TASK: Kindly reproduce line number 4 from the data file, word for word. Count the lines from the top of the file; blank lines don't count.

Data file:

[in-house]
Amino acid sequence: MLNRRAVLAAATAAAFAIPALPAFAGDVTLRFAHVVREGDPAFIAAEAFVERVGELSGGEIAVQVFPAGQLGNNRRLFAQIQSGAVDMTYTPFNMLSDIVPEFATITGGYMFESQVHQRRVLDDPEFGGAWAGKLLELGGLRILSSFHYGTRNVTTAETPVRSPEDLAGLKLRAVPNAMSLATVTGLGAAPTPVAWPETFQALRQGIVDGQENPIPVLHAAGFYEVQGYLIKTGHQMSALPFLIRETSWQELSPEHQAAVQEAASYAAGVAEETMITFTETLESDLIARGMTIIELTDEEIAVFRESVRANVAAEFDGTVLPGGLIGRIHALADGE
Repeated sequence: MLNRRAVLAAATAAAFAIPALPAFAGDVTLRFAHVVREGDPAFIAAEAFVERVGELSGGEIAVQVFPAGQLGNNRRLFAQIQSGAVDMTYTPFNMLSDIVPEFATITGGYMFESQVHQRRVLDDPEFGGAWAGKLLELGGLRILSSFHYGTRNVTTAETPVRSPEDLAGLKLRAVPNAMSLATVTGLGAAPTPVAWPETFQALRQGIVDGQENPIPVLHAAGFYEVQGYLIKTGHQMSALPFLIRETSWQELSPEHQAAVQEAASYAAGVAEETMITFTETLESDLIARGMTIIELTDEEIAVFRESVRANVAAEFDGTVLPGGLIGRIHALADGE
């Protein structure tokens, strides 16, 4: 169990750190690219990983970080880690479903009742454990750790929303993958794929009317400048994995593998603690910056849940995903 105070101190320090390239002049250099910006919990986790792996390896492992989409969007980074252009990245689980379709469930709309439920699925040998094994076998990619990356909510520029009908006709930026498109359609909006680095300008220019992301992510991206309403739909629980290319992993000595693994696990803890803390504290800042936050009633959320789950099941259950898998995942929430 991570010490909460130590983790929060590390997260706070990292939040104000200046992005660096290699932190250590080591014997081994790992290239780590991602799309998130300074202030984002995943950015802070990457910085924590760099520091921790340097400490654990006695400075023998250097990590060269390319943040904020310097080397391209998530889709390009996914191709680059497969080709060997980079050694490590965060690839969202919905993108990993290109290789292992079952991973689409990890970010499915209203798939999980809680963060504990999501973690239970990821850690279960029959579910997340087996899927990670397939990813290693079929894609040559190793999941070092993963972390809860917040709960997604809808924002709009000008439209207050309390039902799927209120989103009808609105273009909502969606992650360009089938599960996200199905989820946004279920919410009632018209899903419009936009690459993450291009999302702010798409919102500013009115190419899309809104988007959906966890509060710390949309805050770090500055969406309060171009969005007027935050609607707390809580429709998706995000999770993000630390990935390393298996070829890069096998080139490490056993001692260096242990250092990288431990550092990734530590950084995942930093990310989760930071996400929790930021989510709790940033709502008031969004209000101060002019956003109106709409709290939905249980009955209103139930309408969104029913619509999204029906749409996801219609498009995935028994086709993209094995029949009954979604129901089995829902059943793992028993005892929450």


């Protein structure tokens, strides 16, 4: 169990750190690219990983970080880690479903009742454990750790929303993958794929009317400048994995593998603690910056849940995903 105070101190320090390239002049250099910006919990986790792996390896492992989409969007980074252009990245689980379709469930709309439920699925040998094994076998990619990356909510520029009908006709930026498109359609909006680095300008220019992301992510991206309403739909629980290319992993000595693994696990803890803390504290800042936050009633959320789950099941259950898998995942929430 991570010490909460130590983790929060590390997260706070990292939040104000200046992005660096290699932190250590080591014997081994790992290239780590991602799309998130300074202030984002995943950015802070990457910085924590760099520091921790340097400490654990006695400075023998250097990590060269390319943040904020310097080397391209998530889709390009996914191709680059497969080709060997980079050694490590965060690839969202919905993108990993290109290789292992079952991973689409990890970010499915209203798939999980809680963060504990999501973690239970990821850690279960029959579910997340087996899927990670397939990813290693079929894609040559190793999941070092993963972390809860917040709960997604809808924002709009000008439209207050309390039902799927209120989103009808609105273009909502969606992650360009089938599960996200199905989820946004279920919410009632018209899903419009936009690459993450291009999302702010798409919102500013009115190419899309809104988007959906966890509060710390949309805050770090500055969406309060171009969005007027935050609607707390809580429709998706995000999770993000630390990935390393298996070829890069096998080139490490056993001692260096242990250092990288431990550092990734530590950084995942930093990310989760930071996400929790930021989510709790940033709502008031969004209000101060002019956003109106709409709290939905249980009955209103139930309408969104029913619509999204029906749409996801219609498009995935028994086709993209094995029949009954979604129901089995829902059943793992028993005892929450």